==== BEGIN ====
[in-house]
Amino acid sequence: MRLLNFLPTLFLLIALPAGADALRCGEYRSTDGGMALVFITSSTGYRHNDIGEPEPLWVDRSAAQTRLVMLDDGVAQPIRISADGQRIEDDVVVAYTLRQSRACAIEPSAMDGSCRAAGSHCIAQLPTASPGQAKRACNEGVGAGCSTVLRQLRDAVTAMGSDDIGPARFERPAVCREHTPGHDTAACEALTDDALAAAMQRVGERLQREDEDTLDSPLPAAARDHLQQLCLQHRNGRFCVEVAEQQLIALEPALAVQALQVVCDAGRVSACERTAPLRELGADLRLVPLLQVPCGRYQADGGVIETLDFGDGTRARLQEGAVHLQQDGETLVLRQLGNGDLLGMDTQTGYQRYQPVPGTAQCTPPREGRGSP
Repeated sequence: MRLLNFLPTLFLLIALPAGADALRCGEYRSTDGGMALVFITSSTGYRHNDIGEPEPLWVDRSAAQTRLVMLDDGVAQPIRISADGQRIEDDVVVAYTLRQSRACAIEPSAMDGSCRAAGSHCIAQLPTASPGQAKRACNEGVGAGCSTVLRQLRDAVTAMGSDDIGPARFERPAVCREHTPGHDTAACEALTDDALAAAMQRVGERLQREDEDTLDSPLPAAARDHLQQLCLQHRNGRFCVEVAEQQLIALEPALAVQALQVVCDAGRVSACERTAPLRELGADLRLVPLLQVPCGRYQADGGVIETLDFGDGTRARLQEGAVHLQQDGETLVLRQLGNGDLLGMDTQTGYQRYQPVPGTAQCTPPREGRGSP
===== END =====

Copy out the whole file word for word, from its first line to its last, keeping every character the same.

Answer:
[in-house]
Amino acid sequence: MRLLNFLPTLFLLIALPAGADALRCGEYRSTDGGMALVFITSSTGYRHNDIGEPEPLWVDRSAAQTRLVMLDDGVAQPIRISADGQRIEDDVVVAYTLRQSRACAIEPSAMDGSCRAAGSHCIAQLPTASPGQAKRACNEGVGAGCSTVLRQLRDAVTAMGSDDIGPARFERPAVCREHTPGHDTAACEALTDDALAAAMQRVGERLQREDEDTLDSPLPAAARDHLQQLCLQHRNGRFCVEVAEQQLIALEPALAVQALQVVCDAGRVSACERTAPLRELGADLRLVPLLQVPCGRYQADGGVIETLDFGDGTRARLQEGAVHLQQDGETLVLRQLGNGDLLGMDTQTGYQRYQPVPGTAQCTPPREGRGSP
Repeated sequence: MRLLNFLPTLFLLIALPAGADALRCGEYRSTDGGMALVFITSSTGYRHNDIGEPEPLWVDRSAAQTRLVMLDDGVAQPIRISADGQRIEDDVVVAYTLRQSRACAIEPSAMDGSCRAAGSHCIAQLPTASPGQAKRACNEGVGAGCSTVLRQLRDAVTAMGSDDIGPARFERPAVCREHTPGHDTAACEALTDDALAAAMQRVGERLQREDEDTLDSPLPAAARDHLQQLCLQHRNGRFCVEVAEQQLIALEPALAVQALQVVCDAGRVSACERTAPLRELGADLRLVPLLQVPCGRYQADGGVIETLDFGDGTRARLQEGAVHLQQDGETLVLRQLGNGDLLGMDTQTGYQRYQPVPGTAQCTPPREGRGSP